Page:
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  • Writer's pictureSusanne May

Do business like Patagonia

Here’s how you put your company purpose into action.

Have you ever asked what motivates your team to come to work each day? If not, it might be an interesting question for you as a leader to dwell on. Purpose has gone mainstream in the last couple of years and become a business imperative. Researchers, authors, and businesspeople like Adam Grant, Martin Seligman, Yvon Chouinard, John Mackey, Richard Branson, and many more have promoted new business models which go beyond corporate social responsibility. In his 2014 book The Purpose Economy, Aaron Hurst believes that “the organizations that are doing well are the ones that help individuals to have that self-awareness about purpose and connect it to the organization's purpose.”

Research by Robert Ecceles, Leo Strine, and Timothy Youmas shows us that 9 out of 10 people are willing to earn less money if they feel their work impacts the world for the better. Moreover, 85% of purpose-driven companies show positive top-line growth. The figure drops to just 42% when looking at non purpose-led companies, says Hurst. When social impact is an important differentiator why do so few companies put their purpose into practice? It’s quite tough, as companies not only have to engage their employees, but also about inspire all stakeholders.

One of our senior consultants Viara Ivanova—a former banker from Bulgaria—eloquently explains what purpose in the workplace means to her. “I am a person, for whom purpose matters a lot. If there is no alignment or huge discrepancy between my purpose and the company one; I cannot thrive in such an organization. I cannot work for a company that is not ambitious to maintain and excel the integrity of its target markets. In other words, deliver impact beyond financials.”

Last year we applied an easy three-step formula to (re)vitalize our purpose to inspire our team, clients, and partners. One of the fastest ways to our purpose was to harken back to the most powerful stories from our existing work. Here’s what we did:

Step 1: Collect powerful stories.

Organize a (virtual) storytelling team workshop and appoint a team lead who facilitates a brainstorming pre-session with the team around the following questions: “What does it look like when we are doing our best work?” When team members are ready writing down their stories, merge all stories onto a Mural board and give it structure:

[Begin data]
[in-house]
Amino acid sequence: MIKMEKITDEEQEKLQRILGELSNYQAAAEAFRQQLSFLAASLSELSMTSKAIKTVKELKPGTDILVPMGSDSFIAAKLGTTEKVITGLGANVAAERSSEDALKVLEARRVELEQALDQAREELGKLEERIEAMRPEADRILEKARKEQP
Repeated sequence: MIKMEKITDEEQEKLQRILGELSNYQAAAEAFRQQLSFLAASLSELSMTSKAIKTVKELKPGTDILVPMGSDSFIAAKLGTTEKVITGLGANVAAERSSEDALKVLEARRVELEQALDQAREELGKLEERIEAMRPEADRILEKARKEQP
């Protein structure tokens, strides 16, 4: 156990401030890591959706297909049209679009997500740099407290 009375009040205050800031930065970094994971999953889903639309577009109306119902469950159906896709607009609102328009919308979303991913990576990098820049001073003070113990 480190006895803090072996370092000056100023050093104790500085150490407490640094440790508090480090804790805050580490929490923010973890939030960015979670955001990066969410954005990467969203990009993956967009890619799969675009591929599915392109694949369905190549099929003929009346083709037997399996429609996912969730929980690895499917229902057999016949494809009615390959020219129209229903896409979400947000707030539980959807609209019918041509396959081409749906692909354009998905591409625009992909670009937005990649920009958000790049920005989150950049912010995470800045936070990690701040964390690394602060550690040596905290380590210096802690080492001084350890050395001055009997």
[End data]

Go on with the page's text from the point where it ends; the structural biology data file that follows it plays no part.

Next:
• Circle: Look at the stories you have written down as a group and identify every time you mention a specific place or a person.

  • Square: Draw a square around any mention of your company making a difference.

  • Underline: Finally, underline the parts of the stories that represent change for better or good results from your work.

Step 2: Analyze the Big Ideas.

When ready, group similar ideas together and name and identify common ideas from your stories. Then label their “Big Idea” and craft your purpose statement that incorporates the Big Ideas. As last step, it might help to do a little benchmarking and compare your purpose statement with inspiring purpose statements from other organizations. Here are some examples we find particularly inspiring:

  • Patagonia: “Build the best product, cause no unnecessary harm, use business to inspire and implement solutions to the environmental crisis.”

  • Asana: “To help humanity thrive by enabling all teams to work together effortlessly.”

  • Whole Foods Market: “Our purpose is to nourish people and the planet. We’re a purpose-driven company that aims to set the standards of excellence for food retailers. Quality is a state of mind at Whole Foods Market.”

  • Workday: “To put people at the center of enterprise software.”

Step 3: Connect your company purpose with your people’s heart.

Finally, let your people discover their own purpose with Richard Leider’s Napkin Test. This simple but effective 1-minute test helps people to discover their personal purpose. To find our purpose, or “calling,” we need to sum up our gifts, passions, and values. Gifts are our natural talents that we love to do each day, while our passions are our deepest interests. Lastly, values are related to place and culture. If you want to work in a place that values equality, then equality is one of your values.

Some of your team members may have never put some thought into these themes before. Therefore, it is important to provide further support with via coaching or psychometrics such as Gallup’s StrengthsFinder. Finally, each member’s calling needs to be visible for the others, fully understood by the leader, and linked to meaningful personal career development. The beauty of this is not only that team members gain much more clarity on what they really want to do in work, it also makes transparent how aligned your team is around the company purpose. This alignment resulted in an incredible motivational shift for our team by helping them believe in something bigger than themselves.

American poet and civil rights activist Maya Angelou beautifully illustrates the importance of purpose: “There is no greater agony than bearing an untold story inside you.” With these words in mind, we cannot deny that our employees need to emotionally bond with what they do every day by connecting to a greater purpose.


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